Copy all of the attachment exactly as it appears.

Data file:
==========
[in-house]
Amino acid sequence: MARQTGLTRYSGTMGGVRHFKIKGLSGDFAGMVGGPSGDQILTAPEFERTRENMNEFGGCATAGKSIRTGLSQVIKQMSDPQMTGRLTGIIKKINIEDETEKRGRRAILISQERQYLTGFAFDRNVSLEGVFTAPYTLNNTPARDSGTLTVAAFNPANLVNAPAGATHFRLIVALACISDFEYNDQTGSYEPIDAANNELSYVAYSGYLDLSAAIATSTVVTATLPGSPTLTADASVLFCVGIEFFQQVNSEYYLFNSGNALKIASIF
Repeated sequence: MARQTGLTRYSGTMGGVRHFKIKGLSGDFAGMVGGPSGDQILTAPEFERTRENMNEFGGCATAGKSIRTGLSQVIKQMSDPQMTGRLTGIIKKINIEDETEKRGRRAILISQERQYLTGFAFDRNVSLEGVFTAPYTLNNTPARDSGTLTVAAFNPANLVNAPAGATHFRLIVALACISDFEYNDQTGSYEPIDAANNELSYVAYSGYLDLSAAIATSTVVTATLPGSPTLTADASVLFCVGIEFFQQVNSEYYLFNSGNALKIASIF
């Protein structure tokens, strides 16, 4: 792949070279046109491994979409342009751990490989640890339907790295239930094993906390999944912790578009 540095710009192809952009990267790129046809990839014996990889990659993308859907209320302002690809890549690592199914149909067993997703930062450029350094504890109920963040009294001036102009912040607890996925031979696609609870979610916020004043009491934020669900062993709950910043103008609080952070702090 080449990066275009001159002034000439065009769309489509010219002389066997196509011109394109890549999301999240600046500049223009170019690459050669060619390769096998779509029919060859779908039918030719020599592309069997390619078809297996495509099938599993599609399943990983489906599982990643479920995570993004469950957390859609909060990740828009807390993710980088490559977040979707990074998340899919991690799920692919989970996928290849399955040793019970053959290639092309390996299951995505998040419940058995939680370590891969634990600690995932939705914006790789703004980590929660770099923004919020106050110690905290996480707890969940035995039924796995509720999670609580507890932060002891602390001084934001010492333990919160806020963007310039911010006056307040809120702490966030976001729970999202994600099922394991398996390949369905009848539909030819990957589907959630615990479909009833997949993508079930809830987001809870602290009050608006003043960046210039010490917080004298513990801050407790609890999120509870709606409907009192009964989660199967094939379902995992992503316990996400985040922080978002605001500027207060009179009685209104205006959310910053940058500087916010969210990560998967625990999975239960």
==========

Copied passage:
[in-house]
Amino acid sequence: MARQTGLTRYSGTMGGVRHFKIKGLSGDFAGMVGGPSGDQILTAPEFERTRENMNEFGGCATAGKSIRTGLSQVIKQMSDPQMTGRLTGIIKKINIEDETEKRGRRAILISQERQYLTGFAFDRNVSLEGVFTAPYTLNNTPARDSGTLTVAAFNPANLVNAPAGATHFRLIVALACISDFEYNDQTGSYEPIDAANNELSYVAYSGYLDLSAAIATSTVVTATLPGSPTLTADASVLFCVGIEFFQQVNSEYYLFNSGNALKIASIF
Repeated sequence: MARQTGLTRYSGTMGGVRHFKIKGLSGDFAGMVGGPSGDQILTAPEFERTRENMNEFGGCATAGKSIRTGLSQVIKQMSDPQMTGRLTGIIKKINIEDETEKRGRRAILISQERQYLTGFAFDRNVSLEGVFTAPYTLNNTPARDSGTLTVAAFNPANLVNAPAGATHFRLIVALACISDFEYNDQTGSYEPIDAANNELSYVAYSGYLDLSAAIATSTVVTATLPGSPTLTADASVLFCVGIEFFQQVNSEYYLFNSGNALKIASIF
């Protein structure tokens, strides 16, 4: 792949070279046109491994979409342009751990490989640890339907790295239930094993906390999944912790578009 540095710009192809952009990267790129046809990839014996990889990659993308859907209320302002690809890549690592199914149909067993997703930062450029350094504890109920963040009294001036102009912040607890996925031979696609609870979610916020004043009491934020669900062993709950910043103008609080952070702090 080449990066275009001159002034000439065009769309489509010219002389066997196509011109394109890549999301999240600046500049223009170019690459050669060619390769096998779509029919060859779908039918030719020599592309069997390619078809297996495509099938599993599609399943990983489906599982990643479920995570993004469950957390859609909060990740828009807390993710980088490559977040979707990074998340899919991690799920692919989970996928290849399955040793019970053959290639092309390996299951995505998040419940058995939680370590891969634990600690995932939705914006790789703004980590929660770099923004919020106050110690905290996480707890969940035995039924796995509720999670609580507890932060002891602390001084934001010492333990919160806020963007310039911010006056307040809120702490966030976001729970999202994600099922394991398996390949369905009848539909030819990957589907959630615990479909009833997949993508079930809830987001809870602290009050608006003043960046210039010490917080004298513990801050407790609890999120509870709606409907009192009964989660199967094939379902995992992503316990996400985040922080978002605001500027207060009179009685209104205006959310910053940058500087916010969210990560998967625990999975239960």